"Data-Driven Thinking" is written by members of the media community and contains fresh ideas on the digital revolution in media.
Today’s column is written by Chris O’Hara, vice president of strategic accounts at Krux.
Marketers are frustrated with spending as much as 60% of their working media dollars to fund intermediaries between themselves and their publishing partners. By the time marketer pay their agencies, trading desks, exchanges and third-party data providers and subsidize publishers’ ad-serving stacks, dollars turn into dimes. Marketers want less fraud, more people, less ad tech and more media dollars put to work to drive performance.
Quality publishers, who for so long sacrificed control for access to an always-on stream of programmatic cash, are now seeing balance return, as shady sources of inventory leave the ecosystem and start to create scarcity for premium supply. Publishers with desired audiences are starting to leverage hacks such as header bidding and private marketplaces to get more control and capture more revenue from transactions.
But they are also starting to look at data-only transactions among trusted demand-side partners. Now that marketers are catching up with data management platform (DMP) technology, securely sharing audiences becomes possible, opening up a new era where second-party data is poised to reign supreme.
Before we talk about how that second-party data will become an emerging theme in 2016, let’s define some data terms.
First-party data is proprietary data that marketers and publishers have collected – with permission, of course – and, therefore, own. It can be cookies collected from a site visit, offline data onboarded into addressable IDs and even data from marketing campaigns.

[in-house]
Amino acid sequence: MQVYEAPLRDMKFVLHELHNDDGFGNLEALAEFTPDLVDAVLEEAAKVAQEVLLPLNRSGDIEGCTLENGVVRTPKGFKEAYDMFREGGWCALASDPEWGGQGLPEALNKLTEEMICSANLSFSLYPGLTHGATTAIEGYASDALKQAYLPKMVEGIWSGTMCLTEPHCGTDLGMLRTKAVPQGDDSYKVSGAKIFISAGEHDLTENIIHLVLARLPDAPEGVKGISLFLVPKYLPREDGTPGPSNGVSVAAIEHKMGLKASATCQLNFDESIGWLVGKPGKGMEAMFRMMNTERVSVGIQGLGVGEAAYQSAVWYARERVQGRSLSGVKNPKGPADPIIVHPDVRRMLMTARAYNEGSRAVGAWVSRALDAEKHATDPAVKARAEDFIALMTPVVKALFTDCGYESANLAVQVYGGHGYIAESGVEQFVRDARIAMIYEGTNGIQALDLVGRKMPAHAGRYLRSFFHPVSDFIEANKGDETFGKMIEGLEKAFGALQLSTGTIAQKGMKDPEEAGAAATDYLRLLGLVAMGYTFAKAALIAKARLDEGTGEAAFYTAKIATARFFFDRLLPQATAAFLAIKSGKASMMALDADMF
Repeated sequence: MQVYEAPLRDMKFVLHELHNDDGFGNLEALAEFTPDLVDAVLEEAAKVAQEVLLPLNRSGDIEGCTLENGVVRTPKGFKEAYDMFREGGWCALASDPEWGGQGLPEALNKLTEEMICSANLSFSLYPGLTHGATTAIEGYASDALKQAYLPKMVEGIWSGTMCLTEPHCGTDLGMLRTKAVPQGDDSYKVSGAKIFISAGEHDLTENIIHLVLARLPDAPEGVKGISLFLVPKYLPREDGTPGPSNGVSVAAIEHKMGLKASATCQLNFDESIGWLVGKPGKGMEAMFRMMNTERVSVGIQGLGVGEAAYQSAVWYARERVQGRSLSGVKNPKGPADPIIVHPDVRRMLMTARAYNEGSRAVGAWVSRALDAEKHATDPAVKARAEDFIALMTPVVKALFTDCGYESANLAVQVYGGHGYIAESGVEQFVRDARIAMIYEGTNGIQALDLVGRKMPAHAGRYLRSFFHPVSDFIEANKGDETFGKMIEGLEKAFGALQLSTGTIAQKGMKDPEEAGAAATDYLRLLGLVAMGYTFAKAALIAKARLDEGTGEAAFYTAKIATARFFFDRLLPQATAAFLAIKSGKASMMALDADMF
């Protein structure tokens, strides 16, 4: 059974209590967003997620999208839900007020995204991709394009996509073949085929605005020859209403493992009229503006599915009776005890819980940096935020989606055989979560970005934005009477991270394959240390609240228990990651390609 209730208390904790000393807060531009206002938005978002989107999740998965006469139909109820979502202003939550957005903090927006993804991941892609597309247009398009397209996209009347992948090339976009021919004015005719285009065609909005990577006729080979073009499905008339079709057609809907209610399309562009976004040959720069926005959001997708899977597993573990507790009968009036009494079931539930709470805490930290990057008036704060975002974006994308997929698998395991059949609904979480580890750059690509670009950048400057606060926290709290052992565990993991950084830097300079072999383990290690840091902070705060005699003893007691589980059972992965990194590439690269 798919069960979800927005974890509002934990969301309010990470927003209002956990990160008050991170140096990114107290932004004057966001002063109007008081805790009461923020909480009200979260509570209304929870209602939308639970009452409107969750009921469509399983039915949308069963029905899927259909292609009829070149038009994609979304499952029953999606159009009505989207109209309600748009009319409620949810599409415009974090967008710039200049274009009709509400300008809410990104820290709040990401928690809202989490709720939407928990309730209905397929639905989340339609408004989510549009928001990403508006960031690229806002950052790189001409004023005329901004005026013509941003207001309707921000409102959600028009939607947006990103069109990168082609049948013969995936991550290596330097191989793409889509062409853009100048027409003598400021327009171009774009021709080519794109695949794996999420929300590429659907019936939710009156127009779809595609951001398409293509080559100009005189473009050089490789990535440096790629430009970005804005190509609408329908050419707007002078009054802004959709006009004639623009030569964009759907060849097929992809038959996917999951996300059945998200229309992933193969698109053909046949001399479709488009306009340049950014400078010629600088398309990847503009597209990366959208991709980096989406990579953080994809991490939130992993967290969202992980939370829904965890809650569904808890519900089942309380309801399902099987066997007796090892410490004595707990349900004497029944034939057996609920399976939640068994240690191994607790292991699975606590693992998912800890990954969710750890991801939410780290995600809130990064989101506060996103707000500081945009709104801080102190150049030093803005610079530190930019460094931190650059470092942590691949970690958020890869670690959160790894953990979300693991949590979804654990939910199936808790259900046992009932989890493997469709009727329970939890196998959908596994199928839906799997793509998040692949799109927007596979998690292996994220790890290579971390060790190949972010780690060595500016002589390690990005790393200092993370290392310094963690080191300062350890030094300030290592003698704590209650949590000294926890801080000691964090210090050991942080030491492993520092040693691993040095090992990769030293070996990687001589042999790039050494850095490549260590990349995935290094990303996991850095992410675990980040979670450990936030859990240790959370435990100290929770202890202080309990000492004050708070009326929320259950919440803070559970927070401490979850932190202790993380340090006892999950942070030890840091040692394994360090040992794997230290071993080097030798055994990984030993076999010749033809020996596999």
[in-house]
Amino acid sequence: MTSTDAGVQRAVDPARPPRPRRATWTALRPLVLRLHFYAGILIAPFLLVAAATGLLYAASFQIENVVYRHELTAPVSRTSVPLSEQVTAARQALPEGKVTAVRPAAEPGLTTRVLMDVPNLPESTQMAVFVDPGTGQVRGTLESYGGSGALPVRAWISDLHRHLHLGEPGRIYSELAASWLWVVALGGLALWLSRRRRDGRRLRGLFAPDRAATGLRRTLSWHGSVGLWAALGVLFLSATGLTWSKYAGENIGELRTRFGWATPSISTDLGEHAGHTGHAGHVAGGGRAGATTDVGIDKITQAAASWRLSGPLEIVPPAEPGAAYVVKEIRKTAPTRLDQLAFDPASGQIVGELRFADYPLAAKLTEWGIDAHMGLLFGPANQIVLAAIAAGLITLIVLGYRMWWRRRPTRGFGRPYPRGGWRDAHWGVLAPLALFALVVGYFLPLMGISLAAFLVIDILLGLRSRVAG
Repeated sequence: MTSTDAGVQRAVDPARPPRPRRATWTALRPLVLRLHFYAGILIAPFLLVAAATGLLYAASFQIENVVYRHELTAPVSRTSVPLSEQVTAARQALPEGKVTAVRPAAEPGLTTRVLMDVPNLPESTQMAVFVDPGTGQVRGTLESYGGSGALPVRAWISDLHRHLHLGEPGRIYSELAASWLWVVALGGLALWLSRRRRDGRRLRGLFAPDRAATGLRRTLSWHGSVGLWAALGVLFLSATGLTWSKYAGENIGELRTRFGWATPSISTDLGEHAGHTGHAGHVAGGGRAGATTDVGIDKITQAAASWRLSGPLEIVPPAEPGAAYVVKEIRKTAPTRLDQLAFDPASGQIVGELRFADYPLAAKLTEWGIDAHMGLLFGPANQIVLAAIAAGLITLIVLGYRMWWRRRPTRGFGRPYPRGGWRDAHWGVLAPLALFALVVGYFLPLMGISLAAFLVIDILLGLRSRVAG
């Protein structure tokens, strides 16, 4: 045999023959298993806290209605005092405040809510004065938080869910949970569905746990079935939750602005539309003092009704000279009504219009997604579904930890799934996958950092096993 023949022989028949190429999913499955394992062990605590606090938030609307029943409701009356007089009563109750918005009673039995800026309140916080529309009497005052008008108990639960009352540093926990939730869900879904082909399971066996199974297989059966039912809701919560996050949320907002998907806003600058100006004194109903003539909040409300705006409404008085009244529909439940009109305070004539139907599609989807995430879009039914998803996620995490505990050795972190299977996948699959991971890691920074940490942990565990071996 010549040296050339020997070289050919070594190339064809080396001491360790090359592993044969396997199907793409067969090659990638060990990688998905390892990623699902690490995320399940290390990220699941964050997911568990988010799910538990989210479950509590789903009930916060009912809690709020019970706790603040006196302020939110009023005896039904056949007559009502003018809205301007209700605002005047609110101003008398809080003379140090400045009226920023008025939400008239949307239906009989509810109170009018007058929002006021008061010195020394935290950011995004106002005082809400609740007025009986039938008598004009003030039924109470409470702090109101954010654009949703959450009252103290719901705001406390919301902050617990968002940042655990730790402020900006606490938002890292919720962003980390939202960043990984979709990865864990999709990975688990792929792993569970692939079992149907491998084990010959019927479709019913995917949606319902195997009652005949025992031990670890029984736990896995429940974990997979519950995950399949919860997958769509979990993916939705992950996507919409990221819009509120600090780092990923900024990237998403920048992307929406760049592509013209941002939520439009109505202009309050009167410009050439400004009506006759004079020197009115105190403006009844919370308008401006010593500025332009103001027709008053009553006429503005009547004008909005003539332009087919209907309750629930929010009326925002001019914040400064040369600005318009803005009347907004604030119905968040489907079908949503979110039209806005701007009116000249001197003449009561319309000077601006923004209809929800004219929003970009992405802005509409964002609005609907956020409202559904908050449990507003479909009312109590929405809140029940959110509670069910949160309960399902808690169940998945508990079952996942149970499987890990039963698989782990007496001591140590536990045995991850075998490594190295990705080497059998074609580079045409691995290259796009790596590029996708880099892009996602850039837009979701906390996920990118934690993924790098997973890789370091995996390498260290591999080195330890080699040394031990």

Second-party data is simply someone else’s first-party data. Second-party data gets created any time two companies strike up a deal for data that is not publicly available. The most common use case is that of a marketer – say a big airline –getting access to data for a publisher’s frequent travelers.
Big Airline might say to Huge News Site with business travelers, “Let’s user match, so every time I see one of my frequent flyers on your site, I can serve him an ad.” Huge News Site may decide to allow Big Airline to target its users wherever they are found (a “bring your own data” deal) or make such a deal incumbent upon buying media. Either way, Big Airline now has tons of really valuable Huge News Site reader data available in its DMP for modeling, analysis and targeting.
Despite the much heralded death or merely diminution of third-party data, it is still a staple of addressable media buying. This is data that is syndicated and made available for anyone to buy. This data could describe user behavior (Polk “auto intenders” of various stripes) or bucket people into interesting addressable segments based on their life circumstances (Nieslen “Suburban Strivers”), describe a user’s income level (Acxiom or Experian) or tell you where a user likes to go via location data (PlaceIQ or Foursquare). Most demand-side platforms (DSPs) make a wide variety of this data available within their platforms for targeting, and DMPs enable users to leverage third-party data for segment creation – usually allowing free usage for analytics and modeling purposes and getting paid upon successful activation.
Data Quality And Scale
So, which kind of data is the best? When asked that question by a marketer, the right question is, inevitably, “all of it.” But, since that’s an annoying answer, let’s talk about the relative scale and value of each type of data. It’s easily visualized by this wonderfully oversimplified triangle:
First-party data is the most limited in scope, yet the most powerful. For marketers –especially big CPG marketers who don’t get a lot of site traffic – first-party data is incredibly sparse but is still the absolute most valuable signal to use for modeling. Marketers can analyze first-party data attributes to understand what traits and behaviors consumers have in common and expand their reach using second- or third-party data.